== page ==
Moacir Santos’s Film Scores: Research in Progress
Lucas Zangirolami Bonetti is a PhD candidate at the State University of Campinas (UNICAMP) in São Paulo, Brazil. He is currently a Visiting Graduate Researcher in the Department of Spanish & Portuguese at the University of California, Los Angeles where he is conducting field research on the work of Brazilian composer Moacir Santos. His website is www.moacirsantosfilmscores.com. Bonetti has presented at conferences throughout Brazil, Argentina and in the United States and has performed as a guitarist in the Orquestra Jovem Tom Jobim the Big Band da Santa, the Lucas Bonetti Octet, and the Lucas Bonetti Quartet. His research is supported by the São Paulo Research Foundation (FAPESP): grant #2012/11195-4, grant #2013/23992-9, and grant #2015/03111-3.
In 2001 two extremely prolific Brazilian musicians, Mario Adnet and Zé Nogueira, initiated the rediscovery of the work of one of Brazil’s most important maestros: Moacir Santos (1926-2006). Due to their efforts, musicians and the general public gained access to an incredible body of material. Since then, a number of performers have started including Santos’s music in their repertoire and academic researchers have begun to focus their resources on investigating this breathtaking music. Some of the most important contributions during these years have come from Andrea Ernest Dias, who released the book Moacir Santos or the Paths of a Brazilian Musician and organized two editions of the Moacir Santos Festival (2013 and 2014), held in several cities across Brazil.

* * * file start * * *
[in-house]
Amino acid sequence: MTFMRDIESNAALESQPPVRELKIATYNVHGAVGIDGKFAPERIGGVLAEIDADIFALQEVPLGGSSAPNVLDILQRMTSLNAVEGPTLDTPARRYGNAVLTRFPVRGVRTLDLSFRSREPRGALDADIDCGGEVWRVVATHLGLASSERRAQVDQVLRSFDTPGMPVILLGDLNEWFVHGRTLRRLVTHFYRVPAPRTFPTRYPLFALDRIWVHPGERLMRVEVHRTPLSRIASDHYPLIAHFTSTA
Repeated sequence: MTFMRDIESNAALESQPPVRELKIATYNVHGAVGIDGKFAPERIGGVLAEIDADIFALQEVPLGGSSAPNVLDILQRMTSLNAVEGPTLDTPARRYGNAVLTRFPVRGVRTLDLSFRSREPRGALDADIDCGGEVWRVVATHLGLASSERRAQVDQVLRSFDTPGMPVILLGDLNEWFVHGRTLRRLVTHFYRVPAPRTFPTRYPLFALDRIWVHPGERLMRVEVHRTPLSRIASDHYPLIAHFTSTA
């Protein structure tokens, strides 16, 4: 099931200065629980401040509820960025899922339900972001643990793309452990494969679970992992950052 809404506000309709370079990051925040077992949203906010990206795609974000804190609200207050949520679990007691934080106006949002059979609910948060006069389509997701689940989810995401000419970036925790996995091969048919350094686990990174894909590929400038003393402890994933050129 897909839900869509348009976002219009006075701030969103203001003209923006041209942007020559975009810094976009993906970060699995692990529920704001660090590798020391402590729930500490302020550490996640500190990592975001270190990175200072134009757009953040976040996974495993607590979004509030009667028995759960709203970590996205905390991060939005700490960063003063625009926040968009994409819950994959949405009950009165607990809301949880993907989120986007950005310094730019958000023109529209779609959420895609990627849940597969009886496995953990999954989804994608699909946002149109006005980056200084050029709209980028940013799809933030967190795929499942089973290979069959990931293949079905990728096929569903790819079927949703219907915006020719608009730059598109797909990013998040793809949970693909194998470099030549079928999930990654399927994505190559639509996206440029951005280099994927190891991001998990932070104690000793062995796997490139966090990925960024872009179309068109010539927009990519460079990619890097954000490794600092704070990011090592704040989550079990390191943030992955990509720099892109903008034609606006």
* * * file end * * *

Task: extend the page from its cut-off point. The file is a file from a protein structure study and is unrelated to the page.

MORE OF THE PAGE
I began my research on Santos’s film music in 2012 at UNICAMP (State University of Campinas - Brazil), investigating his work for the Brazilian market in the early 1960s. This was published in 2014 as my master’s dissertation. In the same year, I started my doctoral studies at the same university, extending my research to include Santos’s film work from his time in the United States. This ongoing research is due to finish within in the next couple of years. Professor Ney Carrasco, who runs the Research Group on Music Applied to the Dramaturgical and Audiovisual, is supervising the project.
My research has received support from the São Paulo Research Foundation (FAPESP) as well as a 2014 grant from RUMOS Itaú Cultural to develop an interactive website showcasing the materials I have found and produced so far. I am fortunate to be one of 104 selected projects out of 15,120 candidates. In 2014, the application process was vastly de-bureaucratized, impelling many artists to apply for the prize. The Itaú Cultural Foundation was extremely flexible and committed to the work during the first year of the site, offering fresh ideas and suggestions that aided the project’s growth and development.
Over the last four years, I have been able to transcribe the cues from some of the films on which Santos worked. All of my musical transcriptions as well as the corresponding video excerpts, extracted from the movies, are available on the website. During the transcription process, Dias, the most important scholar on Moacir Santos’s music, gave me access to an old personal notebook that she had found during her field research in California. Among all the sketches and compositional ideas, I found crucial material, including melodic profiles of his film cues, some orchestration directions, and a bullet point list of his ideas for the music for Os Fuzis.
After almost eight months of intense and lonely transcribing activities, I was able to hire several specialized musical editors with the support of Itaú Cultural. These editors are some of the best active Brazilian musicians, including Nailor Proveta and André Mehmari. After six more months of careful revision, I was able to publish the scores in their final version.